Education is the first step in giving communities the tools they need to make a positive impact on the environment around them. Abigail Seibel, a computer engineering student, spent the summer interning at Kaua'i Ocean Discovery, an outreach center that is part of the Hawaiian Island Humpback Whale National Marine Sanctuary.
During her time at the outreach center, Abigail taught coding workshops, guided children in educational activities, and created 20 activity kits that focused on STEAM (science, technology, engineering, art, and mathematics) and Hawaiian culture to be used at the center. Each activity kit related to the ocean through culture, how math and science is used by animals in the ocean, or how technology could be used to explore the ocean. For example, one kit focuses on magnetism and how dolphins use the earth’s magnetic waves for navigation. Kaua'i Ocean Discovery’s volunteer staff will use these activities throughout the year to deepen the community’s connection to the ocean and foster lifelong learning.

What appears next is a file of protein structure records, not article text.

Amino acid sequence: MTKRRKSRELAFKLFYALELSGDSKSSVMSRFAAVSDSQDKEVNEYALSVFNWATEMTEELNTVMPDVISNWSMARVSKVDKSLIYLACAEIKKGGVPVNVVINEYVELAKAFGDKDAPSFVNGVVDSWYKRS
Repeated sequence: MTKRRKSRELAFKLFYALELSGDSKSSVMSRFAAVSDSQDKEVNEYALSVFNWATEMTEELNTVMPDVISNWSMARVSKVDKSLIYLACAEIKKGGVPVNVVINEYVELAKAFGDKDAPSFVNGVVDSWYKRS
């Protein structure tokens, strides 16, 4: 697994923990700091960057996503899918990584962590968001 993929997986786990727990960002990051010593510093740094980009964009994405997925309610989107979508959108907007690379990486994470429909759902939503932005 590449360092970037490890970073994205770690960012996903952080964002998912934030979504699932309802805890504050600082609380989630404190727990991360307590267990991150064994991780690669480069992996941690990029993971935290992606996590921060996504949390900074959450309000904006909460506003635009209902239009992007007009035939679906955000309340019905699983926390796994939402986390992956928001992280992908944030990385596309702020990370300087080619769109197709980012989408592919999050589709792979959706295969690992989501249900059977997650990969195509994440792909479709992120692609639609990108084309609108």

Appreciation and conservation of our ocean does not begin and end with marine sciences. The ocean is one of our biggest assets, and in order to know how to use it sustainably we need to begin to see how culture, engineering, technology, and math all have a place in conservation and ocean sciences
Abigail Seibel is a 2021 Hollings scholar a computer engineering major at the University of Nebraska.